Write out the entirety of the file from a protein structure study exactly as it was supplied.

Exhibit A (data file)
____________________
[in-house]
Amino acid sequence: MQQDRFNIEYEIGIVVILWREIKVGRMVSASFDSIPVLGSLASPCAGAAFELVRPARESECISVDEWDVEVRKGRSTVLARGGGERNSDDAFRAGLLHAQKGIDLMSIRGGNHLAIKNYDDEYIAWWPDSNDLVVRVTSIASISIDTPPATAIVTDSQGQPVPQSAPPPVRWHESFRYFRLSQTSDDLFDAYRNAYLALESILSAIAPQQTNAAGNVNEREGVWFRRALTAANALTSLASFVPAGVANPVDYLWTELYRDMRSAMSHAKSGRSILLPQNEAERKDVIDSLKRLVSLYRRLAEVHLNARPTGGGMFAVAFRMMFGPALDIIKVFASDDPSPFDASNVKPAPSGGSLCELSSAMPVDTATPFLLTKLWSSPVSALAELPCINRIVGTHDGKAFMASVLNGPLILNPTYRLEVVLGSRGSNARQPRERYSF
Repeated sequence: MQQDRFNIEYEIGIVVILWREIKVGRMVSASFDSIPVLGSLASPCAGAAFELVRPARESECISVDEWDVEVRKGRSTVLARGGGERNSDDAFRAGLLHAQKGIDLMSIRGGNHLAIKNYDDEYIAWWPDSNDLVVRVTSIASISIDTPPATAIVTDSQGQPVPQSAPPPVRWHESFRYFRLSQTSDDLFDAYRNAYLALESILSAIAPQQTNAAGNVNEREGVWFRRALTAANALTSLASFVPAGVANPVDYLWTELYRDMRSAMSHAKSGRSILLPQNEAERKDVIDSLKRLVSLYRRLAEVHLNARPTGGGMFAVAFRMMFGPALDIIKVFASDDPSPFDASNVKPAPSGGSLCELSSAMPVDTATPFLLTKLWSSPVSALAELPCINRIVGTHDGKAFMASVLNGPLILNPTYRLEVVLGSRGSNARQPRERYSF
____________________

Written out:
[in-house]
Amino acid sequence: MQQDRFNIEYEIGIVVILWREIKVGRMVSASFDSIPVLGSLASPCAGAAFELVRPARESECISVDEWDVEVRKGRSTVLARGGGERNSDDAFRAGLLHAQKGIDLMSIRGGNHLAIKNYDDEYIAWWPDSNDLVVRVTSIASISIDTPPATAIVTDSQGQPVPQSAPPPVRWHESFRYFRLSQTSDDLFDAYRNAYLALESILSAIAPQQTNAAGNVNEREGVWFRRALTAANALTSLASFVPAGVANPVDYLWTELYRDMRSAMSHAKSGRSILLPQNEAERKDVIDSLKRLVSLYRRLAEVHLNARPTGGGMFAVAFRMMFGPALDIIKVFASDDPSPFDASNVKPAPSGGSLCELSSAMPVDTATPFLLTKLWSSPVSALAELPCINRIVGTHDGKAFMASVLNGPLILNPTYRLEVVLGSRGSNARQPRERYSF
Repeated sequence: MQQDRFNIEYEIGIVVILWREIKVGRMVSASFDSIPVLGSLASPCAGAAFELVRPARESECISVDEWDVEVRKGRSTVLARGGGERNSDDAFRAGLLHAQKGIDLMSIRGGNHLAIKNYDDEYIAWWPDSNDLVVRVTSIASISIDTPPATAIVTDSQGQPVPQSAPPPVRWHESFRYFRLSQTSDDLFDAYRNAYLALESILSAIAPQQTNAAGNVNEREGVWFRRALTAANALTSLASFVPAGVANPVDYLWTELYRDMRSAMSHAKSGRSILLPQNEAERKDVIDSLKRLVSLYRRLAEVHLNARPTGGGMFAVAFRMMFGPALDIIKVFASDDPSPFDASNVKPAPSGGSLCELSSAMPVDTATPFLLTKLWSSPVSALAELPCINRIVGTHDGKAFMASVLNGPLILNPTYRLEVVLGSRGSNARQPRERYSF